Deft Dining Rule #418

Never order a hamburger in a restaurant with tablecloths.

Food In The Sky

Today in 1054 was the birthday of the Crab Nebula--at least from our perspective. Chinese astronomers noted and recorded a supernova so bright that it easily could be seen in the daytime. It outshone everything but the moon at night. The exploding star dimmed slowly, and where it was in the sky you now see the glowing crab-shaped cloud of gas and dust (if you have a telescope, anyway).

World Food Records

Nathan's Famous opened a hot dog stand at Coney Island today in 1916. They make a skinny but very good hot dog. To publicize it, they began a hot dog-eating contest that still goes on annually. Six-time winner Takeru Kobayashi was banned from the contest a couple of years ago, after he and Major League Eating could not arrive at a contract. (That sounds like a joke, but it's actually true. Kobeyashi has since formed a competing contest.)

Annals Of Pizza Marketing

Today in 1993, the Pizza Hut blimp suffered a deflation and came down on the streets of New York. Safely; nobody was hurt. Parenthetically, I'm reminded that if you put a freshly-made, unbaked pizza crust on an open grill, it often will inflate like a blimp. It deflates when you turn it over to make a grilled pizza.

Annals Of Wine Marketing

Today in 2006, Georges duBoeuf--the king of Beaujolais Nouveau--was fined $30,000 for falsely labeling over a quarter-million bottles of wine. Grapes not allowed by law into the Beaujolais blend were used, the French court found.

Annals Of Spirits Marketing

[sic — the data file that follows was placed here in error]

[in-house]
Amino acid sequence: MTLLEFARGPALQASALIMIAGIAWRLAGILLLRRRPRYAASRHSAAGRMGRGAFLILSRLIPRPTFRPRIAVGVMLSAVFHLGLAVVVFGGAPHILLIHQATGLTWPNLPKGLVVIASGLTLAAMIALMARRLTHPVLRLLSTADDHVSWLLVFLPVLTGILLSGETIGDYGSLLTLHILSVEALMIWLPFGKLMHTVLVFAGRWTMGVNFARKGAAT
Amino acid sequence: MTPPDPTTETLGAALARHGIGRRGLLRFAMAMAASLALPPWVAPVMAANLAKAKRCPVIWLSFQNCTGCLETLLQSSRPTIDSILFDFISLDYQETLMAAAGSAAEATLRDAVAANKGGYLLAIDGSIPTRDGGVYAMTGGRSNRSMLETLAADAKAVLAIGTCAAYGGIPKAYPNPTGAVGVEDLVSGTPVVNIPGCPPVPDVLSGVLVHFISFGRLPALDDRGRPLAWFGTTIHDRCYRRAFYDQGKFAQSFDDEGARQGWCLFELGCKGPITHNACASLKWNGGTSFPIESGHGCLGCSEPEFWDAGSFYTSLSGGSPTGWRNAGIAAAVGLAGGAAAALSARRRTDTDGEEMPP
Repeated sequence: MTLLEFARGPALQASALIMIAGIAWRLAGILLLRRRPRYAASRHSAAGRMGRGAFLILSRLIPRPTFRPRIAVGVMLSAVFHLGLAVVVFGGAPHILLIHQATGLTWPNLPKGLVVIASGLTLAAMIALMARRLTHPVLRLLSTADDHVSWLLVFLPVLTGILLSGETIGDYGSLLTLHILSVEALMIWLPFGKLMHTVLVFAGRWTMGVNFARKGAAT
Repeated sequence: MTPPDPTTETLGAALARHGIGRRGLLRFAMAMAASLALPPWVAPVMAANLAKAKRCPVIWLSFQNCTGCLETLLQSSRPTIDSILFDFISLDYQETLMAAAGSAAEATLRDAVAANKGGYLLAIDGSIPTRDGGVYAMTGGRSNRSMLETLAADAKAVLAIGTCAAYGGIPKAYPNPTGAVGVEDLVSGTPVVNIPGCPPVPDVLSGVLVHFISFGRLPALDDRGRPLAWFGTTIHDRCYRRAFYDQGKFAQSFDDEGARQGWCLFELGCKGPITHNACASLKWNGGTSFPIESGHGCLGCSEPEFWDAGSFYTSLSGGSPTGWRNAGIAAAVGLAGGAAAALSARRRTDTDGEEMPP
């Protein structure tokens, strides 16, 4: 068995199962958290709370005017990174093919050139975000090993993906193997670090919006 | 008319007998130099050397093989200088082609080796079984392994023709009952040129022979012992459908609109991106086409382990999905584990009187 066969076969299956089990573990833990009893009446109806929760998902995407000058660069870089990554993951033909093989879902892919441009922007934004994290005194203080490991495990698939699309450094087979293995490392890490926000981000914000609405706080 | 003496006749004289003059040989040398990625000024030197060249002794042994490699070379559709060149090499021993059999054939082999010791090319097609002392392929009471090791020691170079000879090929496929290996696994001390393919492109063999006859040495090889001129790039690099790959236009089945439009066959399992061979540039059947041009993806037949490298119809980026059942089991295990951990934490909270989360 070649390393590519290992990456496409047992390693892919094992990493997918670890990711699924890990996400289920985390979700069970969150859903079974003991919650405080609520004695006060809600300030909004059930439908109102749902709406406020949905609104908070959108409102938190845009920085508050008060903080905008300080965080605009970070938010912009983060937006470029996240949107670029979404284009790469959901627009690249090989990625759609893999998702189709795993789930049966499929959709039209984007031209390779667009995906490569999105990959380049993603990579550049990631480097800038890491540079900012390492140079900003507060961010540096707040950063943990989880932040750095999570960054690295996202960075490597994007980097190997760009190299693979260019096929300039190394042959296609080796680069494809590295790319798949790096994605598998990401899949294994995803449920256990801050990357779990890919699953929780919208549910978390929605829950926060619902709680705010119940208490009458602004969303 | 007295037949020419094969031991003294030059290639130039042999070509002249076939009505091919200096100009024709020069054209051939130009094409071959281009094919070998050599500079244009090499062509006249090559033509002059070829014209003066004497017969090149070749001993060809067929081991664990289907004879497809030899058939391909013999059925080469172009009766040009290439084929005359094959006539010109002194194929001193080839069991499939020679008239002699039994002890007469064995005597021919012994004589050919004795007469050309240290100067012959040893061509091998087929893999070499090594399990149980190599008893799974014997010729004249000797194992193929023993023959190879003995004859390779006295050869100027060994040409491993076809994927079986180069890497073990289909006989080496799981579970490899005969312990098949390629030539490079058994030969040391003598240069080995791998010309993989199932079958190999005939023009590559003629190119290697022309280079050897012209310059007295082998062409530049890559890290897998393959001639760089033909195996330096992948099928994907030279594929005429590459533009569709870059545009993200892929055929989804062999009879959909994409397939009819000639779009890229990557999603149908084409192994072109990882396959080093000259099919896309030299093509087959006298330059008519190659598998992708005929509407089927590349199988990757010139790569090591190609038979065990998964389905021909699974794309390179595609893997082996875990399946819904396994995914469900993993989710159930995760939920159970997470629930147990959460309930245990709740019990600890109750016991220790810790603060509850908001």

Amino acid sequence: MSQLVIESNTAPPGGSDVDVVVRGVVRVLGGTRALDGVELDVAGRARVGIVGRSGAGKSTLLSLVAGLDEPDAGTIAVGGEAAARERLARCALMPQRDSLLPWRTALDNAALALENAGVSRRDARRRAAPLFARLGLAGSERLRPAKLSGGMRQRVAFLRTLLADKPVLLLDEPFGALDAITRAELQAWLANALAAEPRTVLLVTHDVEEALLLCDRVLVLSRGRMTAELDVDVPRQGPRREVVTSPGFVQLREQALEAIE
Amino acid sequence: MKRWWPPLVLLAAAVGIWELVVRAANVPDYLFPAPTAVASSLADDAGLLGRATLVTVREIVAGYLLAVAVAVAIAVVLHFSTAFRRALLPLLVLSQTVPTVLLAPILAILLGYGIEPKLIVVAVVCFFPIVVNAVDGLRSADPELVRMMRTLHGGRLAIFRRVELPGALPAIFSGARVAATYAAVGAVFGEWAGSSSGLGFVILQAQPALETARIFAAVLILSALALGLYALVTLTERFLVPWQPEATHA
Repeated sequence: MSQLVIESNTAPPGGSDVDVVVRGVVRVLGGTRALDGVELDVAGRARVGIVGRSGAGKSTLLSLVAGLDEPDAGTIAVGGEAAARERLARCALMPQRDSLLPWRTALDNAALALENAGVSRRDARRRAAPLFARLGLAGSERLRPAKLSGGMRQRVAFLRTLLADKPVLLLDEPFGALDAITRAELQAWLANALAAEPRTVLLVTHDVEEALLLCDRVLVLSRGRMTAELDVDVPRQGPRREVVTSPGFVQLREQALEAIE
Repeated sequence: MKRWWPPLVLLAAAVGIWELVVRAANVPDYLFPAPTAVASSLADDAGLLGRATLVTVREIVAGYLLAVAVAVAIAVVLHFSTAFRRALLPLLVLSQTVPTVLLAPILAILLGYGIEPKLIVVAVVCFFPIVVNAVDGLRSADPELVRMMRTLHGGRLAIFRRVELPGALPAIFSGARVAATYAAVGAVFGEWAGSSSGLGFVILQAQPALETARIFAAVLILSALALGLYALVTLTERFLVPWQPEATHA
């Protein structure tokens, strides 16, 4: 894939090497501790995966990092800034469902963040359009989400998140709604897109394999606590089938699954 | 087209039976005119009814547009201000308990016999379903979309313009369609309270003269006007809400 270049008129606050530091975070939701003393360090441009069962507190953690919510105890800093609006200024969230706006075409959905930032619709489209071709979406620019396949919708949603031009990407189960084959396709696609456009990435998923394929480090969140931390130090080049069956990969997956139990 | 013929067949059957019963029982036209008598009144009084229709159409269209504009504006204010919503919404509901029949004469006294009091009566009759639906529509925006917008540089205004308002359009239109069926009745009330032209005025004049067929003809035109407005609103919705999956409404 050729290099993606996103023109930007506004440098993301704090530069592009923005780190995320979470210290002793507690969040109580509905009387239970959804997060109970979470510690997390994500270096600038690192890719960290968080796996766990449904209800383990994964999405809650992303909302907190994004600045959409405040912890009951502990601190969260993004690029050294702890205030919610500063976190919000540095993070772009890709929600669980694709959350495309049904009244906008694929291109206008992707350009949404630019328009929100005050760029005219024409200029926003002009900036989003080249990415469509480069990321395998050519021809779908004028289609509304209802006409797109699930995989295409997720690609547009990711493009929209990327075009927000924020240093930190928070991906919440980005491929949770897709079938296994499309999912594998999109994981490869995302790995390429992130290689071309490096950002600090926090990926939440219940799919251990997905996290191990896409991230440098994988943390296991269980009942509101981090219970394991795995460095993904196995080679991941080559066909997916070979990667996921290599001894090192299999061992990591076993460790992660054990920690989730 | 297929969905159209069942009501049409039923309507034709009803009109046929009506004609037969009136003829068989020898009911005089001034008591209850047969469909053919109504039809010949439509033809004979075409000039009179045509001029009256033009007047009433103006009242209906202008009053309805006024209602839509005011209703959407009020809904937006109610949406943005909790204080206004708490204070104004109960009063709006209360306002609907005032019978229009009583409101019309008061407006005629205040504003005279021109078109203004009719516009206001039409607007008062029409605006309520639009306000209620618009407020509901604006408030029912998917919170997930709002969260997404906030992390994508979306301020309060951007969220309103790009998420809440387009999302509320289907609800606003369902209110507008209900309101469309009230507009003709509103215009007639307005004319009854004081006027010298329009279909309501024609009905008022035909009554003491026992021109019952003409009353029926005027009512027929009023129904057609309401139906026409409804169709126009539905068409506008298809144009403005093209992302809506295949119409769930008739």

Hiram Walker was born today in 1816. He was a grocer in Detroit who opened a liquor distillery across the river in Canada. His Hiram Walker's Club Whiskey, made in a lighter style than Bourbon and other American whiskies, was so popular that American distillers demanded a law to have the country of origin on every bottle of whiskey. No problem for Walker: he changed the name to Canadian Club, and it still sells mightily. In Canada, whiskey can be aged in used oak barrels (they must all be new for Bourbon), hence its lighter flavor. Some drinkers like that, but I'm not one of them. For decades, a brilliant sign advertising Canadian Club was a landmark on Canal Street and Elk Place in downtown New Orleans.

Food Namesakes

NFL running back Emerson Boozer was born today in 1943. . . Joey Chestnut won the International Hot Dog Eating Contest at Nathan's on Coney Island today in 2007 (see above). . . Singer and songwriter Michael Sweet gave forth his first lyrics today in 1963. . . American popular composer Irving Caesar was born today in 1895.

The Saints

It's the feast day of Blessed Patrick Salmon, who was martyred brutally in Dorchester, England in 1594.

Words To Eat By

"A man accustomed to American food and American domestic cookery would not starve to death suddenly in Europe, but I think he would gradually waste away, and eventually die."--Mark Twain. "If the melting pot exists, the cheeseburger may well be its most palpable product; to take a bite of it is to take a bite of history."--Elizabeth Rozin, American food writer.